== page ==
By Eun Kyung Kim
Four students at North Carolina State University hope to tackle a problem on many campuses by developing a nail polish that can detect so-called date rape drugs by changing colors when it comes into contact with them.
Women who wear the polish can simply swirl their fingers in a drink to test it for any colorless, odorless compound that may have been slipped in.
The four male entrepreneurs behind the product, which they call Undercover Colors, have received mainly positive responses. They won an $11,000 prize from a contest on campus, where they also have met with a potential investor.
A White House report estimates one in five women has been sexually assaulted while at college, but only 12 percent of those student victims ever report the crime.
“As a rape victim, and a mother of 3 daughters, I can not thank you enough,” one fan said in a post on the group's Facebook page, which has been “liked” by more than 26,000 users.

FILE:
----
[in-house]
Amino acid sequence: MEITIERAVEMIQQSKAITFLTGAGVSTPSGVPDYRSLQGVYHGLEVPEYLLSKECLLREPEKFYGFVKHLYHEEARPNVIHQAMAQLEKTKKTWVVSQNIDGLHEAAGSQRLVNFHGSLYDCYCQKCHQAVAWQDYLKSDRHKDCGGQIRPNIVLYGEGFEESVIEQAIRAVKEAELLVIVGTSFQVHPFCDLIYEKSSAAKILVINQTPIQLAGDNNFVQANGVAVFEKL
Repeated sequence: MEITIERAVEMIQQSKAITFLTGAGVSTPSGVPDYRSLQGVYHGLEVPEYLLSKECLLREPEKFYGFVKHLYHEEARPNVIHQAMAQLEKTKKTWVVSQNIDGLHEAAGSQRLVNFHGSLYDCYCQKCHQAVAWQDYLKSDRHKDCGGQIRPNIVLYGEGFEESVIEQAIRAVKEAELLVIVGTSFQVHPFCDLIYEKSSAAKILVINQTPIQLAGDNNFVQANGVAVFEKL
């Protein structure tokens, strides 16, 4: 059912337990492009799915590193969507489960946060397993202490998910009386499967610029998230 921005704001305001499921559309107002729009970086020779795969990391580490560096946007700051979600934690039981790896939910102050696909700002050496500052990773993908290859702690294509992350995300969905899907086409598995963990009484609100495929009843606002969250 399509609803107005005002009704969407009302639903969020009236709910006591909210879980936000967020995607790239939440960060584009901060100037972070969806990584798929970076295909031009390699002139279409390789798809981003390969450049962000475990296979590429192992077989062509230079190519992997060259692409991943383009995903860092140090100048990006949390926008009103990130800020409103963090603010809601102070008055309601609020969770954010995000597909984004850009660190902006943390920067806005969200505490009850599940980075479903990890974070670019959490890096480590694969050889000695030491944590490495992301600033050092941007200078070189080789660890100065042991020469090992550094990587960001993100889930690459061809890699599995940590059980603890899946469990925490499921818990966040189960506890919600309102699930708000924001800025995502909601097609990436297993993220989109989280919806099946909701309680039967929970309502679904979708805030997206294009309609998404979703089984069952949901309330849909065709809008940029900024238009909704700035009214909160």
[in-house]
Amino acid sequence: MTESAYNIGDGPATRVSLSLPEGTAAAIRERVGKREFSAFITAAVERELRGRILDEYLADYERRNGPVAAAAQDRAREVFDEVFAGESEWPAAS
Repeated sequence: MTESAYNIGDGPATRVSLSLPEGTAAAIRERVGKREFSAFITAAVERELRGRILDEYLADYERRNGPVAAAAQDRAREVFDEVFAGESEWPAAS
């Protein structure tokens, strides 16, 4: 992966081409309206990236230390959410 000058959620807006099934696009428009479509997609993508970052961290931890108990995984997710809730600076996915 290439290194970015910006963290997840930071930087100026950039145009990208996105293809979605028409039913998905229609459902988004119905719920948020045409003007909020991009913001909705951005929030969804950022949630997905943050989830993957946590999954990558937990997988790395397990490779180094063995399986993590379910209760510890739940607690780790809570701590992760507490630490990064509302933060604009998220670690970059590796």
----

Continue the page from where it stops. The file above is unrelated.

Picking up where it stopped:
But some have expressed skepticism about the product, however well-intentioned it may be.
"I think it reflects the cultural reality where we actually put the blame on women,” often when they are the victims of rape,” said Elizabeth Plank, a senior editor at Mic. “We put the onus on them, to prevent rape, when we very well know that this is not an effective way of actually reducing sexual assault."
North Carolina State has encouraged the students to continue pursuing their project, providing them with lab space to experiment. It’s not clear when the nail polish will be available on the market.